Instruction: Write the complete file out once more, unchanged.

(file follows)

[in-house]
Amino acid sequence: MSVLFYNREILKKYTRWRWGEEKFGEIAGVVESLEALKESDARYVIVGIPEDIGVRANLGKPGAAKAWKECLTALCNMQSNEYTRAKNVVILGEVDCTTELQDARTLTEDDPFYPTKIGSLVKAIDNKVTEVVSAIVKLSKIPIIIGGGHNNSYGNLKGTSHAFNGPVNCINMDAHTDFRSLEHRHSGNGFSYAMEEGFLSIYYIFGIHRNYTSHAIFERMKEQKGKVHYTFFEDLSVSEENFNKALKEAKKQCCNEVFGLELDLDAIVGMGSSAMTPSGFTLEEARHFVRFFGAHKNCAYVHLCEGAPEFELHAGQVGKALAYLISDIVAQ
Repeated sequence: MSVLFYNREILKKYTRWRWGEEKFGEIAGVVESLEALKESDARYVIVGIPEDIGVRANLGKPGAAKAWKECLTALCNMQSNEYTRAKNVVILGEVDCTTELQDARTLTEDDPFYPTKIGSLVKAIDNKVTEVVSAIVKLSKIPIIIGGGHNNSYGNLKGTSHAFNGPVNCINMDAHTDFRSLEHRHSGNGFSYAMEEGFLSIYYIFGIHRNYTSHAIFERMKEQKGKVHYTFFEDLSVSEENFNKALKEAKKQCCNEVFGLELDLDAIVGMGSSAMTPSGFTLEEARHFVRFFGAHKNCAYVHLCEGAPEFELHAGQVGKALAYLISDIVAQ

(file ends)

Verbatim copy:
[in-house]
Amino acid sequence: MSVLFYNREILKKYTRWRWGEEKFGEIAGVVESLEALKESDARYVIVGIPEDIGVRANLGKPGAAKAWKECLTALCNMQSNEYTRAKNVVILGEVDCTTELQDARTLTEDDPFYPTKIGSLVKAIDNKVTEVVSAIVKLSKIPIIIGGGHNNSYGNLKGTSHAFNGPVNCINMDAHTDFRSLEHRHSGNGFSYAMEEGFLSIYYIFGIHRNYTSHAIFERMKEQKGKVHYTFFEDLSVSEENFNKALKEAKKQCCNEVFGLELDLDAIVGMGSSAMTPSGFTLEEARHFVRFFGAHKNCAYVHLCEGAPEFELHAGQVGKALAYLISDIVAQ
Repeated sequence: MSVLFYNREILKKYTRWRWGEEKFGEIAGVVESLEALKESDARYVIVGIPEDIGVRANLGKPGAAKAWKECLTALCNMQSNEYTRAKNVVILGEVDCTTELQDARTLTEDDPFYPTKIGSLVKAIDNKVTEVVSAIVKLSKIPIIIGGGHNNSYGNLKGTSHAFNGPVNCINMDAHTDFRSLEHRHSGNGFSYAMEEGFLSIYYIFGIHRNYTSHAIFERMKEQKGKVHYTFFEDLSVSEENFNKALKEAKKQCCNEVFGLELDLDAIVGMGSSAMTPSGFTLEEARHFVRFFGAHKNCAYVHLCEGAPEFELHAGQVGKALAYLISDIVAQ